Aldrich enjoying the journey
Manhattan ? An estimated 8,200 students shook off another Friday night in Aggieville and showed up for the Saturday morning taping of ESPN’s Game Day. All the big names — Dick Vitale, Jay Bilas and Digger Phelps — came to town for it. Televisions across the nation tuned in, making dollars mount. High rollers lined the courtside seats.
Moments after what could stand up as the best game of the 2009-2010 college basketball season, Cole Aldrich stood in the tunnel between the court and the locker room and talked about it. Listening to him, hearing the boyish enthusiasm in his voice, it became clear that on nights like this, college basketball is not at all about money. Instead, it’s about the only people who don’t get paid, the student-athletes who play the games and the students who generate the spirit.
The rest of us amount to fortunate voyeurs.
Aldrich helped Kansas defeat rival Kansas State, 81-79, in overtime Saturday night at Bramlage Coliseum, now known as the Octagon of Doom. He pitched in with 18 points, 11 rebounds and three blocked shots, and he marveled at how his pal Sherron Collins yet again delivered a huge shot in the clutch.
“It was one of those games that you’re going to get done playing basketball, and you’re going to look back and say I loved playing in that game,” said Aldrich, who will make millions of dollars playing the game, but plays it without thinking about that. “It was one of the most fun games I ever played.”
The suspense pretty much ended when Collins, all 5-foot-11 of him, took a daring drive into the land of giants and tossed in a shot high off the glass. As always, when a great closer such as Collins finishes off a hard-to-kill team, plenty of others helped to make it possible, Aldrich among them.
“Coach said walking back to the locker room, ‘The big fella’s back.’ I’m playing my heart out and having a lot of fun,” Aldrich said.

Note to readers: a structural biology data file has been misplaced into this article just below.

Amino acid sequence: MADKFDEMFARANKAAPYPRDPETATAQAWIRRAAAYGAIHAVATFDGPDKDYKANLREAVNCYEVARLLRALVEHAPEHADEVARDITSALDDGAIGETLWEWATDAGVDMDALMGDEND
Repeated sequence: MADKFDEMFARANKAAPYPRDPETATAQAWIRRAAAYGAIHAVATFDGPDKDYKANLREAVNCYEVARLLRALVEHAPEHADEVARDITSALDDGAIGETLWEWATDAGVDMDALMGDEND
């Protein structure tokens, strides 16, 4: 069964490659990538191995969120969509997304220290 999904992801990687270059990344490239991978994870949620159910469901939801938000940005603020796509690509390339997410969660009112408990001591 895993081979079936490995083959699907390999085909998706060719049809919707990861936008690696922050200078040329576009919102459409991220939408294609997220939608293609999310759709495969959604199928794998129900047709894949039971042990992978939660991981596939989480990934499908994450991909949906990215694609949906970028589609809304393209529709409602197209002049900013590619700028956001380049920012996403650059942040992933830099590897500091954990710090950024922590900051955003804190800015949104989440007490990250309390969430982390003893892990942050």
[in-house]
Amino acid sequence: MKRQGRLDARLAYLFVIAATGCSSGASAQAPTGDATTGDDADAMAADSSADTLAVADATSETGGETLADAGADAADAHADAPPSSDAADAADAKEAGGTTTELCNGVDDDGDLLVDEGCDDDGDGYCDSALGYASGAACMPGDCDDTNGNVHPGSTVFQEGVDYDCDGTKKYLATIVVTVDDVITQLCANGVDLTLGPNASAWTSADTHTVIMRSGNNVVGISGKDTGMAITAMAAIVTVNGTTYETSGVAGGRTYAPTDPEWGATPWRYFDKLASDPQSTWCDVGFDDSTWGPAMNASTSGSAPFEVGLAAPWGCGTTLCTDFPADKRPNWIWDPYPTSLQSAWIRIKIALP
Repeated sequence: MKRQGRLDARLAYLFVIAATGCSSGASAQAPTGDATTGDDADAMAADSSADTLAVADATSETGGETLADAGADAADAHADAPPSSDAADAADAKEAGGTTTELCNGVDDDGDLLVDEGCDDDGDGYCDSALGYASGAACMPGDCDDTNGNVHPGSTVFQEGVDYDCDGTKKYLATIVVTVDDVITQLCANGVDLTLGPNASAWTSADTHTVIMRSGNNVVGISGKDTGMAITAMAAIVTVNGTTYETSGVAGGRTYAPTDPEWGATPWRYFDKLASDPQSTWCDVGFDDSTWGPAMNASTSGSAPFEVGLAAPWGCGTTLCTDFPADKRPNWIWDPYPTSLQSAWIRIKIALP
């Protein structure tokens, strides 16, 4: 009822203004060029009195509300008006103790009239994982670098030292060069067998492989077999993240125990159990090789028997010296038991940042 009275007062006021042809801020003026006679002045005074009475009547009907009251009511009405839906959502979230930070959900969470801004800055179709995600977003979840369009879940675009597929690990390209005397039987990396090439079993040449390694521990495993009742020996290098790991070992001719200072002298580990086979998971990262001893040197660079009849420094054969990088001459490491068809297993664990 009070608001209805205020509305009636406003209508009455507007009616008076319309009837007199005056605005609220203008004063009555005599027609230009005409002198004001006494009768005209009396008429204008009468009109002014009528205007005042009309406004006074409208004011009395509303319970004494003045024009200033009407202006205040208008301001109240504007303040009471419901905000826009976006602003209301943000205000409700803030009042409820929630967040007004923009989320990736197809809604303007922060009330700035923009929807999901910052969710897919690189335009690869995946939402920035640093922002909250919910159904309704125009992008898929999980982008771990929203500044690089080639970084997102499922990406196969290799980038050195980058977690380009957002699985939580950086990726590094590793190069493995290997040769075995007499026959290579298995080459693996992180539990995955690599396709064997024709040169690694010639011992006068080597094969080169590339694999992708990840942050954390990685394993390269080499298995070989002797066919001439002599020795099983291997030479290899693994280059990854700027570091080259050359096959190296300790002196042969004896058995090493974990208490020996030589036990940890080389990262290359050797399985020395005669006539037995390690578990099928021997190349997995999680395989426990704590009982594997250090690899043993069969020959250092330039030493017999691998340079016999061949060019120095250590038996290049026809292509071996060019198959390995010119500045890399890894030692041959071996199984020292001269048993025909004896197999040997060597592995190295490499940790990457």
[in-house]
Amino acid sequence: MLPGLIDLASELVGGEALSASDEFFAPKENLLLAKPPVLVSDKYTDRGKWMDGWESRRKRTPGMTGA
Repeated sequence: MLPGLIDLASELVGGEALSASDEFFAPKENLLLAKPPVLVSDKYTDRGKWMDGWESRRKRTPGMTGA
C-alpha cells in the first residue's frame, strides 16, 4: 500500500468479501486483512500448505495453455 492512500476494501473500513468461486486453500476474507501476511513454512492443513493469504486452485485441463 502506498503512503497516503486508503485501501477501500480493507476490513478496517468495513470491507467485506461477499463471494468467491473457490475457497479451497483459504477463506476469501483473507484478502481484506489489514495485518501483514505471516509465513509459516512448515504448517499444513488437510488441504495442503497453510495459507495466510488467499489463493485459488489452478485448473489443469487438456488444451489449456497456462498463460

So are Marcus Morris, who continued his productive ways, and Brady Morningstar, who never has played better than he played Saturday. He uses such active hands in such smart ways and shoots so efficiently (five field-goal attempts, 14 points). Though he doesn’t look the part, he’s a big reason Kansas will sit atop college basketball when the Associated Press poll is released Monday afternoon.
“You ask the older guys on this team, and we’ll tell you we really don’t care,” Aldrich said of moving back into the No. 1 spot. “You tell us we’re No. 1 in April, and we’ll get excited. Right now, it’s just a number and we’ve got to prepare for a good Colorado game.”
That attitude shows this team is mature enough not to get too high on itself. The players’ attention is trained on improving. At the same time, they know the significance of what they accomplished Saturday night.
“It’s probably going to be the most hostile crowd we played in all year,” Aldrich said. “I love it. I love it. They were yelling all sorts of things, and they really helped their team out. It was just a big sea of purple. It was fun.”
Beautiful. Isn’t that huge part of what college is supposed to be all about? Let others stress over the outcome. Aldrich is going to enjoy every minute of a journey he’ll remember forever.